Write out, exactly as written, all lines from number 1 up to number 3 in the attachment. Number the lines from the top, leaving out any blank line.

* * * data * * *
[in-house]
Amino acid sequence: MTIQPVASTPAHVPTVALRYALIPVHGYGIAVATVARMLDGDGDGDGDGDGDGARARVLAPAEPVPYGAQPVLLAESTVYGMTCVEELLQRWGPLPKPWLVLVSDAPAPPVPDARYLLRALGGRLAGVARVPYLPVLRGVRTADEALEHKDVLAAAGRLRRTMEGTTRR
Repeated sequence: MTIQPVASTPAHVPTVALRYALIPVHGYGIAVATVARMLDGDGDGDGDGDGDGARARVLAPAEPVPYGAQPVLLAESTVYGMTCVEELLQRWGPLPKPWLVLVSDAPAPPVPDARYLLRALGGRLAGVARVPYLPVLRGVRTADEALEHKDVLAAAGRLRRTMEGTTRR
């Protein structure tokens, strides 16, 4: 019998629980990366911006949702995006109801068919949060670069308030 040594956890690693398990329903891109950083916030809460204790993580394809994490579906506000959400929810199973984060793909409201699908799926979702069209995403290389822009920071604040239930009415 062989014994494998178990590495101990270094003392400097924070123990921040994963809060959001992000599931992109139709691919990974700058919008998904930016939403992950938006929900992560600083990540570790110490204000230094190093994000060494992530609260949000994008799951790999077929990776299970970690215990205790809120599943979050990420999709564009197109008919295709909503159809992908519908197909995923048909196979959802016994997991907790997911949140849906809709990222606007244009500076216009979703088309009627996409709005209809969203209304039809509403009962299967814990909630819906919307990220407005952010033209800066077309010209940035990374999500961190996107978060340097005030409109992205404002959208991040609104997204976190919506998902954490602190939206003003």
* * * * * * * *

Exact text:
[in-house]
Amino acid sequence: MTIQPVASTPAHVPTVALRYALIPVHGYGIAVATVARMLDGDGDGDGDGDGDGARARVLAPAEPVPYGAQPVLLAESTVYGMTCVEELLQRWGPLPKPWLVLVSDAPAPPVPDARYLLRALGGRLAGVARVPYLPVLRGVRTADEALEHKDVLAAAGRLRRTMEGTTRR
Repeated sequence: MTIQPVASTPAHVPTVALRYALIPVHGYGIAVATVARMLDGDGDGDGDGDGDGARARVLAPAEPVPYGAQPVLLAESTVYGMTCVEELLQRWGPLPKPWLVLVSDAPAPPVPDARYLLRALGGRLAGVARVPYLPVLRGVRTADEALEHKDVLAAAGRLRRTMEGTTRR